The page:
Category Archives Photography

Hi gang: This weekend I got a chance to take two Canon 7D Mark IIs out for a real world field-test shooting two football games: On Saturday the Tennessee Vols vs. the Florida Gators, and on Sunday the New York Giants vs. the Atlanta Falcons at Met Life stadium in New Jersey. (Note: the two camera bodies I used were overnight loaners from Canon of pre-production demo units â” they are not the final shipping cameras â” so they’re not quite finished yet, but they’re far enough along that I could at least test them and give you, and Canon, feedback).

I’m posting some high resolution samples here (below), but make sure you watch the video above because we tackled all the important stuff you’d want to know about (of course, we talked a lot about high-ISO performance), plus we took loads of questions during the broadcast (I’m joined by RC Concepcion and Brad Moore in the studio). It’s really kind of “three guys sitting around talking about a camera” type of show and I show lots of my photos (not just sports stuff) taken with the 7D Mark II.

Above: Specs: Shot as JPEG image. 640 ISO. 1/1000 of a second at f/5.6. 560mm (400mm with a 1.4 tele-extender). If you click on this low-res preview, it will take you to the full high-resolution image you can download. I cropped-in a tiny bit to fix composition and I brightened the image 1/2 stop, but it’s still a bit under-exposed [I was shooting JPEG and used Exposure Compensation to overcome some highlight clipping I wouldn’t have even worried about if I had been shooting in Raw]. No sharpening, noise reduction, vibrance or any of that type of stuff in post. By the way, it’s killing me to post a non-sharpened image. Just sayin’.

We Covered a Ton!
We covered what worked, what I wish were different, and literally just minutes before we started taping a tech-rep at Canon called in and helped out by showing how to fix my #1 complaint about the camera for shooting sports (which we show how to address during the show above). I still had to whine about a few things (I hope Canon is listening), but I covered the stuff it did right as well. We really tried to cover all the questions we’d been hearing on social and here on the blog as best we could.

Above: Shot in JPEG mode (we explain why on the video). This one’s at 1,000 ISO at 1/1250 of a second. Same lens as above. Cropped in a bit. We also show a large print of this on the show. 

RC Totally Scores!
My favorite part of the broadcast comes around the 2/3 to 3/4 mark when RC absolutely nails why this camera is so important, and he really articulated what I’ve been trying to say about the 7D Mark II since the official announce. You’ll know when it happens because I literally high-fived him for stating it in a way I wish I had, because he really put it all on context.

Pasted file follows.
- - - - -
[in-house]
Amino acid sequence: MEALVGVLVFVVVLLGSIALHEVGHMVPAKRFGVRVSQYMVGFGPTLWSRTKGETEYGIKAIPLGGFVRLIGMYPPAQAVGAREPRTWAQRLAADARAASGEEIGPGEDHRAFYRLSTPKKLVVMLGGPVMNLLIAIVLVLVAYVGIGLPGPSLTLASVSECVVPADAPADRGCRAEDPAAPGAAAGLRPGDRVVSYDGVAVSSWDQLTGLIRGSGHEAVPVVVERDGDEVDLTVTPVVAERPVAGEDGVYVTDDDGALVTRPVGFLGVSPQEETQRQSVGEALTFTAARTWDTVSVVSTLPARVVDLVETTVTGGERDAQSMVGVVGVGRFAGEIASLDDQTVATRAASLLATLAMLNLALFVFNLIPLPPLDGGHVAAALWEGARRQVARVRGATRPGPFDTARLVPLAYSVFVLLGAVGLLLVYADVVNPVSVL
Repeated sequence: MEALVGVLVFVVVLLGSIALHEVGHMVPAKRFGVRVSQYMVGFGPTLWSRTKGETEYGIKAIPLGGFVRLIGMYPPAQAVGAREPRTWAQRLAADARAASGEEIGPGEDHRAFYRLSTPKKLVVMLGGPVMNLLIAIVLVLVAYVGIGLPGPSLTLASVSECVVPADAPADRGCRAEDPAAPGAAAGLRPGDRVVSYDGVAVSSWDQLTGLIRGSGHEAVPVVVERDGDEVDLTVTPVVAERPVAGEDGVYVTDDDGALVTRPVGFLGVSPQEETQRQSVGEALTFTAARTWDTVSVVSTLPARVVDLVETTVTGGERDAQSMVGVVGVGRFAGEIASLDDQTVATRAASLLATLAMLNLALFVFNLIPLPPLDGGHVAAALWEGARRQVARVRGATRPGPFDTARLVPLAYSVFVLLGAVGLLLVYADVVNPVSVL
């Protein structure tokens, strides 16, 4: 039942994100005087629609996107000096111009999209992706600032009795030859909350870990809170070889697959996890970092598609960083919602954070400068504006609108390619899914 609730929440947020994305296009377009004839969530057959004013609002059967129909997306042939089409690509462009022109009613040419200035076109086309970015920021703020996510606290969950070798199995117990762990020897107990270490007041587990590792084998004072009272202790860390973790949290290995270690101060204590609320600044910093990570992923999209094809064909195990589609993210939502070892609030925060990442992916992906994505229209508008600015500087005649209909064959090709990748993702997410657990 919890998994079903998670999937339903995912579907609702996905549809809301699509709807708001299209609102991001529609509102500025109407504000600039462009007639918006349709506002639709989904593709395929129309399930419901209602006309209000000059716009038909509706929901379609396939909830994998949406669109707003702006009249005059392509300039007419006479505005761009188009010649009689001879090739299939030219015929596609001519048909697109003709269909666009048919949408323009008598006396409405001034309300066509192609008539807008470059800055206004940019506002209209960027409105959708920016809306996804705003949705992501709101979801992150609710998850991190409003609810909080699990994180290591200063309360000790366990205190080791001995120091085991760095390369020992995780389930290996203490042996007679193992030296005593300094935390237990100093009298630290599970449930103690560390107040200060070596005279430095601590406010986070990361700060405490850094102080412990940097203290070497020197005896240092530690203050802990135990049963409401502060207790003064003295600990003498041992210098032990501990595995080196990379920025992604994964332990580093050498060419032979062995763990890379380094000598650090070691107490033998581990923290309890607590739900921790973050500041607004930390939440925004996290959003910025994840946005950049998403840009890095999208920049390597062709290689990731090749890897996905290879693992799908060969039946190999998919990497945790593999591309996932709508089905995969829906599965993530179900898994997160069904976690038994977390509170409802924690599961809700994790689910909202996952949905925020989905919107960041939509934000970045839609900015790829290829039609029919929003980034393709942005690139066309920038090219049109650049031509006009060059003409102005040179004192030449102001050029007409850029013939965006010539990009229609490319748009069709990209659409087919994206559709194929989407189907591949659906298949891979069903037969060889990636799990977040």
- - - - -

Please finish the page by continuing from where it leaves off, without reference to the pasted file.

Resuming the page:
Above: I used Auto ISO to shoot in the locker room before game time. That image you see above? That’s 16,000 ISO. Click on it to get the high-res version (no noise reduction in post â” and that was shot in JPEG mode). It’s shot at f/2.8 at 1/1000 of a second using a 70-200mm f/2.8 lens. You definitely do see noise on the full res image (heck, you see noise on a 1Dx at 16,000 ISO), but I was still pretty amazed that a crop-sensor camera could get this kind of performance at 16,000 ISO. 

I’ll be around today to try and answer any questions we didn’t cover during the broadcast (if you’re going to ask about noise, please watch the video ’cause we covered it to death), so just leave me a comment here and I’ll do my best (Note: I just did a field test â” not an in-depth lab report, so if you ask me pixel-peeper style in-depth techie stuff I’m probably not the right guy to answer those, but I might be able to find someone at Canon who can answer those types of questions).

Above: I thought I should at least post one image actually taken at 100 ISO, so here ya go. This is uncropped, un-anything; shot in JPEG mode. Again, click on it to see the high-res version. 

Anyway, hope this helps, and here’s wishing you your best Tuesday yet!



P.S. We’re only four days away from my 7th Annual Worldwide Photo Walk. If you haven’t registered to join the local walk in your city this Saturday, it’s not too late. Here’s the link.

Hi Gang: Mia McCormick sits down with one of my all-time heroes of sports photography, the legend himself, Peter Read Miller for his impressions of the recently announced Canon 7D Mark II. If you got a sec, it’s definitely worth checking out.

Also, I shot two games this weekend using the 7D Mark II for my main and secondary bodies (weekend loaners from Canon — just early demo units — not the final shipping version), and I cannot wait to share some shots with you here tomorrow from the Vols/Gators and Falcons/Giants games, so make sure you stop back tomorrow for my field report.

Hope you guys have an fantastic Monday (I know, that’s an oxymoron) even if your team lost this weekend (all my teams lost. Ugh. But there’s still a faint hope for my Fantasy Team â” I’m in third place in our league).



One of the greatest photographers ever made is having his first solo gallery show, opening this week at the Monroe Gallery in Santa Fe, New Mexico and if you get a chance â” you have to see it in person. Here are the details:

Who: Joe McNally
What: A solo exhibition
Where: The Monroe Gallery: 112 Don Gaspar Ave, Santa Fe, NM (link)
When: October 3rd thru November 23rd
Why:  Because Joe is a photography students will study after we’re all gone.

Here’s a link to the gallery’s site with all the details. Hope you get the chance to see it in person.

I’m off to Orlando for my seminar there tomorrow â” looking forward to meeting a whole bunch of you there.